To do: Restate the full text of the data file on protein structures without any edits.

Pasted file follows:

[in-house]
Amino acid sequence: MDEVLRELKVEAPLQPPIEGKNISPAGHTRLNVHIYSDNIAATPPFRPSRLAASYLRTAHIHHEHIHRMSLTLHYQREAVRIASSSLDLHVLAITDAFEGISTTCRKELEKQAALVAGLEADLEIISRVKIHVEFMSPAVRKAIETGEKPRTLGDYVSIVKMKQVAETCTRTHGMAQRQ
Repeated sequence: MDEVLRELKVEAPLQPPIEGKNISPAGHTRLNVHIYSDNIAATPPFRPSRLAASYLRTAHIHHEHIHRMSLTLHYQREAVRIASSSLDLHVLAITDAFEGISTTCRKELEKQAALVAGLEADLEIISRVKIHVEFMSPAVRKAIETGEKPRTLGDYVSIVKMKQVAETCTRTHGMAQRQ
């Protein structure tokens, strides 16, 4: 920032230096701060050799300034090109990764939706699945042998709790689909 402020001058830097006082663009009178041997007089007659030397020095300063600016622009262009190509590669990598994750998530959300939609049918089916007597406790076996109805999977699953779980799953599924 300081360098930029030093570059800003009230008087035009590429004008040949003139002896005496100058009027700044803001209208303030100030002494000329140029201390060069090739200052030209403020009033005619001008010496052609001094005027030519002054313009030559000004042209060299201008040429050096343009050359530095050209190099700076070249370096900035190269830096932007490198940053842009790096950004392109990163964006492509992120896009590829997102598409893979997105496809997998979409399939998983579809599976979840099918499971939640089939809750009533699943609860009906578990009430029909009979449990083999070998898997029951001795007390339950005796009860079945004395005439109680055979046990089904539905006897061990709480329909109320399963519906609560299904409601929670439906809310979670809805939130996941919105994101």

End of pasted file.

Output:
[in-house]
Amino acid sequence: MDEVLRELKVEAPLQPPIEGKNISPAGHTRLNVHIYSDNIAATPPFRPSRLAASYLRTAHIHHEHIHRMSLTLHYQREAVRIASSSLDLHVLAITDAFEGISTTCRKELEKQAALVAGLEADLEIISRVKIHVEFMSPAVRKAIETGEKPRTLGDYVSIVKMKQVAETCTRTHGMAQRQ
Repeated sequence: MDEVLRELKVEAPLQPPIEGKNISPAGHTRLNVHIYSDNIAATPPFRPSRLAASYLRTAHIHHEHIHRMSLTLHYQREAVRIASSSLDLHVLAITDAFEGISTTCRKELEKQAALVAGLEADLEIISRVKIHVEFMSPAVRKAIETGEKPRTLGDYVSIVKMKQVAETCTRTHGMAQRQ
């Protein structure tokens, strides 16, 4: 920032230096701060050799300034090109990764939706699945042998709790689909 402020001058830097006082663009009178041997007089007659030397020095300063600016622009262009190509590669990598994750998530959300939609049918089916007597406790076996109805999977699953779980799953599924 300081360098930029030093570059800003009230008087035009590429004008040949003139002896005496100058009027700044803001209208303030100030002494000329140029201390060069090739200052030209403020009033005619001008010496052609001094005027030519002054313009030559000004042209060299201008040429050096343009050359530095050209190099700076070249370096900035190269830096932007490198940053842009790096950004392109990163964006492509992120896009590829997102598409893979997105496809997998979409399939998983579809599976979840099918499971939640089939809750009533699943609860009906578990009430029909009979449990083999070998898997029951001795007390339950005796009860079945004395005439109680055979046990089904539905006897061990709480329909109320399963519906609560299904409601929670439906809310979670809805939130996941919105994101």